COVID-19 Case Counts (Last update 11/23/20 at 4:07 PM)
Alaska’s new travel protocols take effect Tuesday, Aug. 11.
All non-residents must arrive with a negative COVID-19 PCR test taken within 72 hours prior to departure or proof of a pending test result from a test taken within 72 hours prior to departure.
- Test 72 hours before departure, and upload negative result into the Alaska Travel Portal (link will be available soon)
- If tested 72 hours before departure and awaiting results, travelers will need to upload proof of test taken into the Alaska Travel Portal and quarantine while waiting.
- If a non-resident arrives without a pre-test, testing is available for $250 per test. The traveler will be required to quarantine while waiting on results.
-Testing still remains available at no cost to Alaska residents, and residents can still choose to quarantine for 14 days.
The Alaska Department of Health and Social Services issued guidance on Friday, May 15, to help residents reincorporate social activities with people other than members of our immediate households. In a nutshell: Keep it limited to a very few people, keep it outside, and keep up good hygiene and social-distancing practices.
Beginning Friday, May 8, many businesses required to close by state health mandate may reopen -- with specific limits. See complete details about Phase 2 of the Reopen Alaska Responsibly Plan. In brief, Phase 2 allows:
- 50% capacity for retail, restaurants, and other non-essential businesses outlined in Phase 1 (see Health Mandate 16 for the complete list). Walk-ins permitted.
- 50% capacity, or up to 20 patrons, for personal care services. Reservations only.
- 25% capacity for fitness centers. Walk-ins permitted.
- 50% capacity for swimming pools. Walk-ins permitted.
- 25% capacity for bars, libraries, and museums. Walk-ins permitted.
- Social, religious, and other gatherings are limited to 50 persons, with universal face coverings suggested.
Of note: Social distancing and universal face coverings are required in many businesses identified in Phase 2, as a condition of reopening.
In Sitka the Assembly met in emergency session on April 23 and did not rescind the municipal "hunker down" ordinance (see below), so it remains in effect until May 12. The question of whether a municipal ordinance could supersede a state mandate in this circumstance remains unresolved.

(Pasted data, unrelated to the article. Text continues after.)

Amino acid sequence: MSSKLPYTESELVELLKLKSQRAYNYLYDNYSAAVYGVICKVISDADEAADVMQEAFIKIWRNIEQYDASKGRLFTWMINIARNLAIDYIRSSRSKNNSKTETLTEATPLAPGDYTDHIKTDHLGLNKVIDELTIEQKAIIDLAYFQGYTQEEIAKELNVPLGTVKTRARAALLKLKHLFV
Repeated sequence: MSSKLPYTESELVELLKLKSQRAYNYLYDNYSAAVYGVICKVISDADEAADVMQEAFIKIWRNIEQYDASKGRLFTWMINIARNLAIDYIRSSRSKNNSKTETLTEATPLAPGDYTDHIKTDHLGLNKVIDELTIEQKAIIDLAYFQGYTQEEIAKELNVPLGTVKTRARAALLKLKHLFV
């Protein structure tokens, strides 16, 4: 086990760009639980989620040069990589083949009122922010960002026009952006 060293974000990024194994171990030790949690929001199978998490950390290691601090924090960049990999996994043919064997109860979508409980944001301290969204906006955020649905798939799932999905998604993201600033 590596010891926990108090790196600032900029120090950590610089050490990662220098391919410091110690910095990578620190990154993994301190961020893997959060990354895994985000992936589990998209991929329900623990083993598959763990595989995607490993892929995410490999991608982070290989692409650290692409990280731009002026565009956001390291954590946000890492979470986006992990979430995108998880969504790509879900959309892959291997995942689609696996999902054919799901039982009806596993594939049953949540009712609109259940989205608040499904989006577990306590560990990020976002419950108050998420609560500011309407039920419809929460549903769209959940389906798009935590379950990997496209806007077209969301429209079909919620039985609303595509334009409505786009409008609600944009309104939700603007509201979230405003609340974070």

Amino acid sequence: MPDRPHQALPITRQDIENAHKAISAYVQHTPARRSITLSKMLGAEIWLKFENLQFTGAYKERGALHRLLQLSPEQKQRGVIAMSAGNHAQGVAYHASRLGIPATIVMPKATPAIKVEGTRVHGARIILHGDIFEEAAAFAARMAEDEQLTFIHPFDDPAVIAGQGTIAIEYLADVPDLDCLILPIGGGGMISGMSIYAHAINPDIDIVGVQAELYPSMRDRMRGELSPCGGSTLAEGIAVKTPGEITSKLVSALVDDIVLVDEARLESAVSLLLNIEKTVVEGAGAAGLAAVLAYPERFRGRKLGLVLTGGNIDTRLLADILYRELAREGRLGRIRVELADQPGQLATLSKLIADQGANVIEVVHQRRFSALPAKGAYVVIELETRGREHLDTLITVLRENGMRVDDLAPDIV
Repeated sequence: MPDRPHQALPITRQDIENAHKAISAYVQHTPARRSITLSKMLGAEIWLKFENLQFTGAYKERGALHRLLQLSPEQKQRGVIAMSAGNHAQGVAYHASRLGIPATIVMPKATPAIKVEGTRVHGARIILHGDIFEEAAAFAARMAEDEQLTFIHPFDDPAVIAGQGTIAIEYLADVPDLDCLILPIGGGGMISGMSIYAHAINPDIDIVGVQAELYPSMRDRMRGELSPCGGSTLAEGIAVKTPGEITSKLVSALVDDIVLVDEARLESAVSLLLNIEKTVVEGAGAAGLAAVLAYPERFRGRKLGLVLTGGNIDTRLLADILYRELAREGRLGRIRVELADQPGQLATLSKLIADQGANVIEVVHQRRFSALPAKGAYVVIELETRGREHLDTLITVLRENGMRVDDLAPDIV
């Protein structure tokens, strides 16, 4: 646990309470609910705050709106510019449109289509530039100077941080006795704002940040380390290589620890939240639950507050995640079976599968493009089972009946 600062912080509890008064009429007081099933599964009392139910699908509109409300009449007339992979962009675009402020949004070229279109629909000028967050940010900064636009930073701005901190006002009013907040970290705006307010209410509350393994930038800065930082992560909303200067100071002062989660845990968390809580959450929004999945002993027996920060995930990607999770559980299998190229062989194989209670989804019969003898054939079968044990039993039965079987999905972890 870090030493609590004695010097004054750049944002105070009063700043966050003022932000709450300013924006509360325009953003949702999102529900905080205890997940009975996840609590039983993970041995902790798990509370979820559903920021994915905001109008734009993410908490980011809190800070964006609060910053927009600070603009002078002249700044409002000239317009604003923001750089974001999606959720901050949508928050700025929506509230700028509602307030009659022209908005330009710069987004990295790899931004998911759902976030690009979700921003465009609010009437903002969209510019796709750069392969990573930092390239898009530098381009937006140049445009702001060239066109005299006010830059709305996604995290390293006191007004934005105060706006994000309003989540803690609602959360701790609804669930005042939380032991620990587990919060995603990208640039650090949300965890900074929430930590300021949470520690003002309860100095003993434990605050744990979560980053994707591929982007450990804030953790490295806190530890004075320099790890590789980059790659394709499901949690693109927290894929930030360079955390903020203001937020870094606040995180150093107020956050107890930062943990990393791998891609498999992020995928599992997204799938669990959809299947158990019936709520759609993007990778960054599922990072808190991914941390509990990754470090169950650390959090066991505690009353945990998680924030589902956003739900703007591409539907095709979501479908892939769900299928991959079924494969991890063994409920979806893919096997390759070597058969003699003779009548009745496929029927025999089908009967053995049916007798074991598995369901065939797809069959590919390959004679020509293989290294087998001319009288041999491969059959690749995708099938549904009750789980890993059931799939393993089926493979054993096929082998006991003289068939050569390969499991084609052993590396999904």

If you think you have been exposed to COVID-19 and develop a fever and symptoms, such as cough or difficulty breathing. The SEARHC COVID Hotline is 907-966-8799 (8 A.M. - 5 P.M.). After hours, call the Nurse Advice Line at 1-800-613-0560.
As of Thursday, March 26, SEARHC will be updating screening criteria to include testing of all patients with a fever and cough, regardless of travel or exposure history. This reflects the realization that there is community-spread occurring in our state.
Following on the heels of advice issued by the state on April 3, the Sitka Unified Command on April 17, 2020, recommended that all Sitkans wear cloth face coverings in public settings. This is because 1) COVID-19 is transmitted in respiratory droplets, and 2) You may not know if you've got it (i.e. you can be "asymptomatic"). Cloth face coverings protect others from an infection that you may not know you have. Volunteers have been sewing masks in Sitka, at no cost. You can find them on Facebook at https://www.facebook.com/groups/679536292853581/
🌐 Do you feel fully informed about the pandemic? Do you feel prepared? Do you want to contribute to policy decisions?
The Sitka Sound Science Center, in conjunction with social scientists at the Rand Corporation, is surveying Southeast residents to learn where they obtain information about the coronavirus pandemic, and how they feel about the risks of the disease. It's completely anonymous. The data will be used, according to research coordinator Callie Simmons, "to design policies and support services for isolated rural communities in Southeast Alaska (and) to help minimize any impact of COVID-19 on our communities as well as their cultural knowledge and heritage." Take the survey here.
Adapted from the CDC Website
There is currently no vaccine to prevent coronavirus disease 2019 (COVID-19). The best way to prevent illness is to avoid being exposed to this virus. The virus is though to spread mainly from person to person.
Here’s what the CDC says about: